Many European local governments are seeking out ways to encourage interreligious initiatives. This article focuses on the cases of Barcelona and Turin. Both cities are pioneering new forms of governance of the religious field in Southern Europe, while also being a source of inspiration for other cities. The article traces the genealogy of the institutional collaboration between interreligious actors and local governments, and develops a typology to examine how interreligious groups intervene in both cities’ public sphere. The article shows the crucial role of Catholic intellectuals and also of the celebration of the Olympic Games in fostering local dynamics of cooperation between municipalities and religious actors. The article concludes by arguing that the increasing securitarization of the religious domain in both cities have transformed the active involvement of interreligious groups in local governance into a process of domestication of the religious field.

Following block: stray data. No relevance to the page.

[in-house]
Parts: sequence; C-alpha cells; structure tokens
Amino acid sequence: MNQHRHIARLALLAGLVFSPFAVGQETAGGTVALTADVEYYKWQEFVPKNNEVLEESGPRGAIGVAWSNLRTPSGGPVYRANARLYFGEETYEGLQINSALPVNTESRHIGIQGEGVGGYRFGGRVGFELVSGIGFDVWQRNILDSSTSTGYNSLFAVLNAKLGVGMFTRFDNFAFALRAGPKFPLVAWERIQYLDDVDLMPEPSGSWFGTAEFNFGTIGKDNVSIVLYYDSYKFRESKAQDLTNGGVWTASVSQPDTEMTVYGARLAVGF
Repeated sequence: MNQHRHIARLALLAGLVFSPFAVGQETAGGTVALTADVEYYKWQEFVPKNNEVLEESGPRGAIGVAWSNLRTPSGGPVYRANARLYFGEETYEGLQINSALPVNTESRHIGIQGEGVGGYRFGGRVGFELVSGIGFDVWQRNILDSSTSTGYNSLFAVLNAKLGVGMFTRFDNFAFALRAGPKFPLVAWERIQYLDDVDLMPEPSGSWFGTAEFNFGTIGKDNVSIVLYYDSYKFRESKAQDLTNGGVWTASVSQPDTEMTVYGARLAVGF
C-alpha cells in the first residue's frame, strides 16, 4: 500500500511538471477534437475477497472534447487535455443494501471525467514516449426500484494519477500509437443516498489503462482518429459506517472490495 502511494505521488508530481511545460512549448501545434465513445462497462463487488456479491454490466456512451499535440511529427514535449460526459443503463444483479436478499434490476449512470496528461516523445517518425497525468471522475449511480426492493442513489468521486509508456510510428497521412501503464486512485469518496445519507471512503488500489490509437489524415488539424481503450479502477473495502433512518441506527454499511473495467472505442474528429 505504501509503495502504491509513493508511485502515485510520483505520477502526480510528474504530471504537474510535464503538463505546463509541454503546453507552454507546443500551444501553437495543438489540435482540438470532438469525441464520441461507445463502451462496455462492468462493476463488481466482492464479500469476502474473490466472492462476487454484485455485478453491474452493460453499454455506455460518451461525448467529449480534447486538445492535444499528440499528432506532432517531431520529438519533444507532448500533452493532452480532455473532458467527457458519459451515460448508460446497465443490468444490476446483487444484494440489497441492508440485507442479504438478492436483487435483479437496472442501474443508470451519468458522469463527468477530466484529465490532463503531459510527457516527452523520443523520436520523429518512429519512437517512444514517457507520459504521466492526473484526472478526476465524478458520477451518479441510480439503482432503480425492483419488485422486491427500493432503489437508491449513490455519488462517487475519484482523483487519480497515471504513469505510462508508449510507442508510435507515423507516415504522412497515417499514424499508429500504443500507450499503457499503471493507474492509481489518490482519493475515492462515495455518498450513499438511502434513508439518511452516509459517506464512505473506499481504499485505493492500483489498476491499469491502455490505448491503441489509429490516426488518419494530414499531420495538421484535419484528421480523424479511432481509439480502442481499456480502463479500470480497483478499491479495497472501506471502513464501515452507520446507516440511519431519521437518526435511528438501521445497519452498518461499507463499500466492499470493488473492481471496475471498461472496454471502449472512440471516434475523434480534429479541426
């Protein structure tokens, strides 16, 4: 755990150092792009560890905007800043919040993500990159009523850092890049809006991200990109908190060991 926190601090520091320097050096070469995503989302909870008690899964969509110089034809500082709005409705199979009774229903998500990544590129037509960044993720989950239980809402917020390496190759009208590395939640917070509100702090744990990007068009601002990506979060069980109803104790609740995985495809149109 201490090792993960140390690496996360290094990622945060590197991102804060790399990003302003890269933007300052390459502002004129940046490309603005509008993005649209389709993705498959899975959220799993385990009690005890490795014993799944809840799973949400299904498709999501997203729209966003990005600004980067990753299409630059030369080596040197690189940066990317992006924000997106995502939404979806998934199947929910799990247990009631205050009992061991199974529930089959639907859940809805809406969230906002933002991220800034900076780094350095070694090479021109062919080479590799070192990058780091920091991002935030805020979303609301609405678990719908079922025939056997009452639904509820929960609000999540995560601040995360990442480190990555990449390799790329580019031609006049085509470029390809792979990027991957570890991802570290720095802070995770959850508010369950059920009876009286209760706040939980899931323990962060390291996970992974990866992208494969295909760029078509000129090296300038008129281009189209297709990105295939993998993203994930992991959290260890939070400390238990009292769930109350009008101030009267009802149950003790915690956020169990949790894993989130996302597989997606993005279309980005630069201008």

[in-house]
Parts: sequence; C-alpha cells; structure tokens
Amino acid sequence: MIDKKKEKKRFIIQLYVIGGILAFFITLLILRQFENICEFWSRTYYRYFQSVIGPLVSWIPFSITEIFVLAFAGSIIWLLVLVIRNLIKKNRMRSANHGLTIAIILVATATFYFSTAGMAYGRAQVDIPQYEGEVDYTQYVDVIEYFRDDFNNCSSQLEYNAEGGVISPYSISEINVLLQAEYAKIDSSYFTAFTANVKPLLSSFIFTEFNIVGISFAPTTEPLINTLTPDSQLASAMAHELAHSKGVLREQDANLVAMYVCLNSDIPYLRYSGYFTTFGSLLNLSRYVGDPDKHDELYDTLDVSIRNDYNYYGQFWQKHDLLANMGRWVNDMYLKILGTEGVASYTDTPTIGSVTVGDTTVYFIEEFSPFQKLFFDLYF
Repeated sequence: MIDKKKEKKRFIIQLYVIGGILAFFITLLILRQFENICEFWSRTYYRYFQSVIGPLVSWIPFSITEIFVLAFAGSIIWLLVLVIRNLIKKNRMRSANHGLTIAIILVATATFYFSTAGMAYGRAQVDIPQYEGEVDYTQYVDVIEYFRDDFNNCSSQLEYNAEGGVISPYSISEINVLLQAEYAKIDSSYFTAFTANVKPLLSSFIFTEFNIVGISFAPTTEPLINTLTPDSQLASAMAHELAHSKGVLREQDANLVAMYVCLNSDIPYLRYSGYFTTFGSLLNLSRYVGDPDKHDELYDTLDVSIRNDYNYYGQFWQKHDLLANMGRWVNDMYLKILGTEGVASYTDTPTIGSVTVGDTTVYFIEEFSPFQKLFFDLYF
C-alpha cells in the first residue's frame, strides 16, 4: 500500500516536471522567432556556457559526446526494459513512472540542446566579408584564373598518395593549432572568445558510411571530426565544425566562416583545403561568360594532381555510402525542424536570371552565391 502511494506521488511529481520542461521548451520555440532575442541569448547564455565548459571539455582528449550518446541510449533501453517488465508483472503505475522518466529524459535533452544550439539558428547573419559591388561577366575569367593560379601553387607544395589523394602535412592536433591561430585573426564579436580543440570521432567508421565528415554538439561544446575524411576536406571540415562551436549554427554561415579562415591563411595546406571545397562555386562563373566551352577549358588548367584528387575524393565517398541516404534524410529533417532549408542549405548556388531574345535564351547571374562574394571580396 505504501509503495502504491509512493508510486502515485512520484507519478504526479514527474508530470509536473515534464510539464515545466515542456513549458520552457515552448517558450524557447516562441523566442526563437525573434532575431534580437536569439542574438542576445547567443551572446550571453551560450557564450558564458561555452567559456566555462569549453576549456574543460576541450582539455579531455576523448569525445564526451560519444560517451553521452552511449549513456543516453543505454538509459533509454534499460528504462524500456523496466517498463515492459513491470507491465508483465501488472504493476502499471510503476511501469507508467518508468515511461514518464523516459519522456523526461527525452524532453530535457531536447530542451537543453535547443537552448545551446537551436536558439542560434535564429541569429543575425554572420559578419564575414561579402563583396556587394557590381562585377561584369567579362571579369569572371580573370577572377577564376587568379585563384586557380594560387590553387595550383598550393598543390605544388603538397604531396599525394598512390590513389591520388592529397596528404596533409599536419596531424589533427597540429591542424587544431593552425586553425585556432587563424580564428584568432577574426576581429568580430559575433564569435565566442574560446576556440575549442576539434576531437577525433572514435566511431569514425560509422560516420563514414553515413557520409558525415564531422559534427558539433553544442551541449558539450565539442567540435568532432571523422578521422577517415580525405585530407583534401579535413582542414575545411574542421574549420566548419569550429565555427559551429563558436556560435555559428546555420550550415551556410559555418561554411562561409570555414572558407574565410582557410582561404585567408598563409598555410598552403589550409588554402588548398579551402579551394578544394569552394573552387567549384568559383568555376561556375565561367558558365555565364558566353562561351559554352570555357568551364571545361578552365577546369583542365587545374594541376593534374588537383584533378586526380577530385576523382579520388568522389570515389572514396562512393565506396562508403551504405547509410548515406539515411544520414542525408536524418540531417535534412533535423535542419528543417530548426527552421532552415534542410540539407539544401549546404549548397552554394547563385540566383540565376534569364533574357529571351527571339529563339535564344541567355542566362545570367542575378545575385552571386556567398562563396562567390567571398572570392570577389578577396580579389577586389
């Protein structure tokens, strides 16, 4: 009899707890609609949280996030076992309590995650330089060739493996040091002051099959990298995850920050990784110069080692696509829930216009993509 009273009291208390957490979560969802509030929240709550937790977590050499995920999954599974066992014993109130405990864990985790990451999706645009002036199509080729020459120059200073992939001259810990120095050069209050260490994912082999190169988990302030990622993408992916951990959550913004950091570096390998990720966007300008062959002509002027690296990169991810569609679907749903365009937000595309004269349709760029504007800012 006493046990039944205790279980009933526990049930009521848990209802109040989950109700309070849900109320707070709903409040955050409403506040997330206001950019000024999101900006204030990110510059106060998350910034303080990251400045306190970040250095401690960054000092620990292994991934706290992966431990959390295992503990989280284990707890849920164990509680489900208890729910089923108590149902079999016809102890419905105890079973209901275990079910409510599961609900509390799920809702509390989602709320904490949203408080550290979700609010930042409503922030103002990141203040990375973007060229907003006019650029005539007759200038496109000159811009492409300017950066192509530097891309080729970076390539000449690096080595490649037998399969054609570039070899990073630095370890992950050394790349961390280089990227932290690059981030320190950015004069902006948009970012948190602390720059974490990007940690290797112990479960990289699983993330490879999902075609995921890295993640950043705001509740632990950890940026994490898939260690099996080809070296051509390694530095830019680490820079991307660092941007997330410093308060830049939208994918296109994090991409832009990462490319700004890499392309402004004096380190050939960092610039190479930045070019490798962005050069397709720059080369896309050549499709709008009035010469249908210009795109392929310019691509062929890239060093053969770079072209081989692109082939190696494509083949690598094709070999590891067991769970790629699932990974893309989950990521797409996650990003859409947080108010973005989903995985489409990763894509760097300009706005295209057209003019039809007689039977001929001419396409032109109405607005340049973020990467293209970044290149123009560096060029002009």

|Original language||American English|
|Number of pages||17|
|Publication status||Published - 1 Sep 2018|
- interreligious dialogue
- religious diversity
- religious minorities
- southern Europe